Early relations with the Sophists.
Nearly all the popular sophists of that day are named as teachers of Isokrates1
. Prodikos, skilled in the distinguishing of synonyms, seems to have been esteemed by Sokrates; and it is probable that Isokrates, like Xenophon, was a pupil of both.
Protagoras may have helped to form, by grammatical studies, a style which was afterwards as correct as it was free. Theramenes was the master through whom Isokrates first knew the art of Gorgias. Of all the merely literary influences which reached
Isokrates, that of Gorgias was by far the strongest. Isokrates was not, indeed, a mere imitator. His matured style was not only severer but more completely artistic than that of Gorgias can ever have been. But the first literary inspiration of Isokrates came from the great Sicilian rhetorician; and it is another proof of the astonishing natural force, the power of impressing and fascinating, which Gorgias certainly possessed. It was probably not until about 390 B. C., after he had begun his professional life at Athens, that Isokrates came into personal contact with Gorgias. He then visited Gorgias in Thessaly2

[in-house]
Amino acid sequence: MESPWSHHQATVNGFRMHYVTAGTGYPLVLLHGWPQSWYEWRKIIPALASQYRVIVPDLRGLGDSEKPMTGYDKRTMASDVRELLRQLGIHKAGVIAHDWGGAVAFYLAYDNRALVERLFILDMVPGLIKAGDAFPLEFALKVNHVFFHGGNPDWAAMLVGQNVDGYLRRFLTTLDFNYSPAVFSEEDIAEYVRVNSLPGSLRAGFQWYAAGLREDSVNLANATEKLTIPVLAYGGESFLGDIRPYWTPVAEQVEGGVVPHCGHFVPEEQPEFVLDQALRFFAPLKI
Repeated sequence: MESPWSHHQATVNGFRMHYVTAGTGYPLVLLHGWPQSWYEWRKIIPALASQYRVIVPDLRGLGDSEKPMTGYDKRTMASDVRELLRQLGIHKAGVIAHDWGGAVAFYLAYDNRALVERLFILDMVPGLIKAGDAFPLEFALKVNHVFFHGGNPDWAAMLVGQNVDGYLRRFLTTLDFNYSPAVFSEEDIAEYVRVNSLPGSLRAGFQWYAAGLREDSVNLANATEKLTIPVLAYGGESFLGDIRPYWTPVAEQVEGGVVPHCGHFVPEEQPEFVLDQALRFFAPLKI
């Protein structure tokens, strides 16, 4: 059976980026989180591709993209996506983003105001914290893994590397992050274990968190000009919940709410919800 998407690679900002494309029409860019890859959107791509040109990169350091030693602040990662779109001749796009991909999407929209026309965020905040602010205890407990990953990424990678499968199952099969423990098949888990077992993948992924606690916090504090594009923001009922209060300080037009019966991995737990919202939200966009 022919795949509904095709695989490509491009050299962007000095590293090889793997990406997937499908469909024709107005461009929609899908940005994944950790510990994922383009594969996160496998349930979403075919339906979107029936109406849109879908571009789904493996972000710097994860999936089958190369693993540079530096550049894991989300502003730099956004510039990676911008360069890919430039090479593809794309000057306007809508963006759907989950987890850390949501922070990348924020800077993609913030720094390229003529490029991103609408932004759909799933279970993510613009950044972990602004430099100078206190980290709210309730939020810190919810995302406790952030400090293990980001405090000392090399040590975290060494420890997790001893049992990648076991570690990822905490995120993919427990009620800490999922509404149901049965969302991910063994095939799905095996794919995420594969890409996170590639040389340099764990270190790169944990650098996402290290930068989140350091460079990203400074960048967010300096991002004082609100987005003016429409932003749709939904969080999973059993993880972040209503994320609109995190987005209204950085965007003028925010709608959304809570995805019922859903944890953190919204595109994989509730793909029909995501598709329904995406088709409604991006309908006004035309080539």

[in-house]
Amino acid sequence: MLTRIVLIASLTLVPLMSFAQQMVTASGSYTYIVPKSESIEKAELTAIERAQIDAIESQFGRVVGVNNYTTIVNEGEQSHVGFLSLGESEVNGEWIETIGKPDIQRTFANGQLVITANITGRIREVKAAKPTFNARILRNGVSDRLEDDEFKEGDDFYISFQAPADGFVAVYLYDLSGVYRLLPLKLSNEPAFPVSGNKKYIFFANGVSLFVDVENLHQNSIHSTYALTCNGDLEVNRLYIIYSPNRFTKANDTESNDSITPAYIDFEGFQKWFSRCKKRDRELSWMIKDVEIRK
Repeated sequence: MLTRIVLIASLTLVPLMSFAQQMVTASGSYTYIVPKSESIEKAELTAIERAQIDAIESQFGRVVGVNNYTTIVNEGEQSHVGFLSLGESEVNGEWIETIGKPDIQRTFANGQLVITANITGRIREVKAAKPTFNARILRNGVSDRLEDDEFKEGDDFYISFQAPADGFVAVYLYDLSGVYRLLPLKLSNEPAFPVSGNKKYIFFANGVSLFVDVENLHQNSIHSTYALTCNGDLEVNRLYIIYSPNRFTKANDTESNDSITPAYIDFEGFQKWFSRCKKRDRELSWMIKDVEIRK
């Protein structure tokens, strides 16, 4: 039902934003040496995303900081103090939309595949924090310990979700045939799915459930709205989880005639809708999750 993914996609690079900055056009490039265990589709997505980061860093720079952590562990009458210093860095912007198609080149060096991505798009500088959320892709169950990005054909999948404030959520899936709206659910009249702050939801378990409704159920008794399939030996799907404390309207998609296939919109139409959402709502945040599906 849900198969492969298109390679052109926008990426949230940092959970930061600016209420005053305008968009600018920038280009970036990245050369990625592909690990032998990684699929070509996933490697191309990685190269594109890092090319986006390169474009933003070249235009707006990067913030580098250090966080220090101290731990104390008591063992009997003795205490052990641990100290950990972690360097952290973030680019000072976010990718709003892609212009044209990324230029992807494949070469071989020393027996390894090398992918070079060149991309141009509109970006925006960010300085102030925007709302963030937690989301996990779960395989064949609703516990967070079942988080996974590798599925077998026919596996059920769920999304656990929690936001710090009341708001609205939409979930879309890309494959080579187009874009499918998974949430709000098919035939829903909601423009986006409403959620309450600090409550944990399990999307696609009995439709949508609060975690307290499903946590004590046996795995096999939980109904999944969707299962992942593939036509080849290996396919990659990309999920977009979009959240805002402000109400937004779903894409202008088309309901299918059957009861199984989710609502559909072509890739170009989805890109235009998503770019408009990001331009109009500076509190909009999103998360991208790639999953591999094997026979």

; and, in all likelihood, brought back with him the idea of the work which occupied him for the next ten years,—the Panegyrikos.